With Infinity Cache, it appears that AMD has underpromised and overdelivered in terms of clock speed. When Forbes benchmarked the RX 6800 XT using Forza Horizon 4 in a series of sequential benchmarks to see how the GPU will perform once it’s hot, the publication found that the card ran at 2,340 MHz, or nearly 100 MHz faster than the boost speed that AMD had promised.
If you need more performance, you can turn to AMD’s Radeon Software to easily overclock your card. With overclocking enabled, PC Mag was able to reach a stable boost speed of 2,800 MHz, which resulted in a 10% performance uplift in titles like Assassin’s Creed: Odyssey. Overclocked, the RX 6800 XT performed nearly 10 frames per second (fps) faster than the stock RTX 3080, the publication noted.
For standard video memory, AMD is equipping its cards with 16GB of GDDR6 RAM, making it more future-proof than the paltry 10GB of memory on the RTX 3080.
In synthetic performance, the RX 6800 and RX 6800 XT are very competitive. If you’re upgrading from an older card, Forbes’ 3DMark Fire Strike tests show that both cards perform significantly better than the AMD RX 580 and the Nvidia GTX 1080. Both RX 6000 cards also performed better than newer cards, like the RX 5700 XT and the RTX 2080 Super. The results showed that the RX 6800 XT also edged ahead of the RTX 3080, while the Radeon RX 6800 trailed behind the Nvidia card by a small margin. The publication noted that this year’s XT variant got a 312% uplift from the RX 580 and a 93% boost when compared to the RX 5700 XT.
In other synthetic tests, Hot Hardware found that performance between Nvidia’s RTX 3080 and the RX 6800 XT were very similar. The Radeon edged ahead of its rivals in tests like Fire Strike, Time Spy, and SiSoft Sandra 2020, but the GeForce RTX 3080 performed slightly better in tests like LuxMark 4.0, IndigoBench, Unigine Superposition, and VRMark, for example. In general, though, most users won’t have much to complain about with standard creative workloads when choosing any of the latest GPUs.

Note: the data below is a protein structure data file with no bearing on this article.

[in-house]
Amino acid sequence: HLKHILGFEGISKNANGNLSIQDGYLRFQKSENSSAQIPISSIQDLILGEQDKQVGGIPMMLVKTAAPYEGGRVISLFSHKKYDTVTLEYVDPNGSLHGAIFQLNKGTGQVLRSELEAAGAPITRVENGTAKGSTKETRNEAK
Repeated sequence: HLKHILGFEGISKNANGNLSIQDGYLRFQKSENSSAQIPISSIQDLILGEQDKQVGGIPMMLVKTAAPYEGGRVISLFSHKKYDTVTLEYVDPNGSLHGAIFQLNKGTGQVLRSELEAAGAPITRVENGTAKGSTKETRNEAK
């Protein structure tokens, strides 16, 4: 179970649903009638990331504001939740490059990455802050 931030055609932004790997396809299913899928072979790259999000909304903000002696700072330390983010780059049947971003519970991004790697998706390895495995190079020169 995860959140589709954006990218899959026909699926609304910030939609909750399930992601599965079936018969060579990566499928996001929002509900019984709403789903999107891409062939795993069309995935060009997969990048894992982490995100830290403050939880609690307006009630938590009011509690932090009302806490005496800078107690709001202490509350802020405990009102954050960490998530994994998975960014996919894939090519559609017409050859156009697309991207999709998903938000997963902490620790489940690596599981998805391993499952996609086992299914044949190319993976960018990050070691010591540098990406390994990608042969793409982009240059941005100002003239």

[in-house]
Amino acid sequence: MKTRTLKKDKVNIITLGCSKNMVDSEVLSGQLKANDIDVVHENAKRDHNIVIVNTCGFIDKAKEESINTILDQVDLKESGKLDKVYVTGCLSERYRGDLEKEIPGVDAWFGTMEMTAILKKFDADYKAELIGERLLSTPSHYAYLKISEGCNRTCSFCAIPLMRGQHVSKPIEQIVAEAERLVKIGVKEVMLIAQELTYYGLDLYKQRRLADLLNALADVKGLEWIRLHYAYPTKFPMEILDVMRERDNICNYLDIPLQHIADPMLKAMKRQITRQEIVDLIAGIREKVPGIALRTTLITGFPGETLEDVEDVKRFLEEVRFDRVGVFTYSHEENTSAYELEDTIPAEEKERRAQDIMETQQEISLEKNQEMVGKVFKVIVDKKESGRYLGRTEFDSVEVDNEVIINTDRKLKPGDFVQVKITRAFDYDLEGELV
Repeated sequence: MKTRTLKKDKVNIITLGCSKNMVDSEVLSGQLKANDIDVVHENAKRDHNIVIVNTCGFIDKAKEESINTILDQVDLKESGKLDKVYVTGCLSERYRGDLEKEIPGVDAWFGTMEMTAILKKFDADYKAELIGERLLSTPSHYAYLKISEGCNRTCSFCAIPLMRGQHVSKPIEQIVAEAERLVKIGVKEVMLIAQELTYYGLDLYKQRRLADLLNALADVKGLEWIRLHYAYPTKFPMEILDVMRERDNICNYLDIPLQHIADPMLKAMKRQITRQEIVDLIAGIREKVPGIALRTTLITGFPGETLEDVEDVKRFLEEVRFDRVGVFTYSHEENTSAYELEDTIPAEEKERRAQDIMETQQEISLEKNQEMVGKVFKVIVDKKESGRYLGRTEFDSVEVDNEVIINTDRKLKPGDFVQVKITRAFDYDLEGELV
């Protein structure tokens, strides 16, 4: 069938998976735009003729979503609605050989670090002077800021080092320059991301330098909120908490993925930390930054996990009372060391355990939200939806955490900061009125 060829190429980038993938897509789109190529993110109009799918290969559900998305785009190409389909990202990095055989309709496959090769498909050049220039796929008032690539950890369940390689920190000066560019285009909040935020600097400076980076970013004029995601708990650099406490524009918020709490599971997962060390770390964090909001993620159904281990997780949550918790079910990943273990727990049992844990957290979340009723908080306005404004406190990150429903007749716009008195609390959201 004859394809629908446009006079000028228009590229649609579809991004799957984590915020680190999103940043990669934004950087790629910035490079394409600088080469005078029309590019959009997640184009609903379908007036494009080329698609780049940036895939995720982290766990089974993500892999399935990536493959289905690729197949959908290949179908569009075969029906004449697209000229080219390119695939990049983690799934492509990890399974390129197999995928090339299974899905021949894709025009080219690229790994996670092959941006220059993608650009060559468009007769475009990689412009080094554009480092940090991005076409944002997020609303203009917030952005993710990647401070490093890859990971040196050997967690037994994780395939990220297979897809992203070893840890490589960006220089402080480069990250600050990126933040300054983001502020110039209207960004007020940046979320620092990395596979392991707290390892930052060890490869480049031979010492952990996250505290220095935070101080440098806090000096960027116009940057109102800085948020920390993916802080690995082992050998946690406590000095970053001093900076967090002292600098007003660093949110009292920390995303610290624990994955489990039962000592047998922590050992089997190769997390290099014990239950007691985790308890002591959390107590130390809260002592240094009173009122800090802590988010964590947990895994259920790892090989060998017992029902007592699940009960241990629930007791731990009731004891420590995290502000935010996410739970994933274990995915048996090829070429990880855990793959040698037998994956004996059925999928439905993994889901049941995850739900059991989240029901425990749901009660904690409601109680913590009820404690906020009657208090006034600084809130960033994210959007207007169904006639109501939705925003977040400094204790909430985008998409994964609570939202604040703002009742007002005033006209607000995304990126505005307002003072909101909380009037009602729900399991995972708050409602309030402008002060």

Because of AMD’s implementation of ray tracing, the latest Radeon cards weren’t nearly as powerful as Nvidia’s 3000 series RTX cards. AMD leverages its Infinity Cache to squeeze out more performance when
This dip in performance is noticeable in Hot Hardware’s ray-tracing benchmarks, with the Radeon RX 6800 XT performing 23% less than the RTX 3080 in the Crytek Neon Noir using the Ultra preset at 1440p. The performance gap widens when you step up to 4K UHD resolution, as the GeForce increases its lead by nearly 29%.
In Forbes’ use of the 3DMark DirectX Ray Tracing benchmark, the RTX 3080 performed at 48.1 fps, whereas the Radeon RX 6800 XT dropped to just 26 fps, which is still higher than the 22 fps on the prior-generation RTX 2080 Super. Surprisingly, the Radeon RX 6800’s 21 fps performance isn’t too far behind, but these benchmarks confirm that AMD needs its own DLSS alternative to be truly competitive.
In actual games, like Shadow of the Tomb Raider, Forbes found that the drop in frame rates was present, but wasn’t as drastic as the synthetic benchmarks would have you believe. The game played at 151 fps in 1440p with ray tracing disabled on the RTX 3080, and just 97 fps with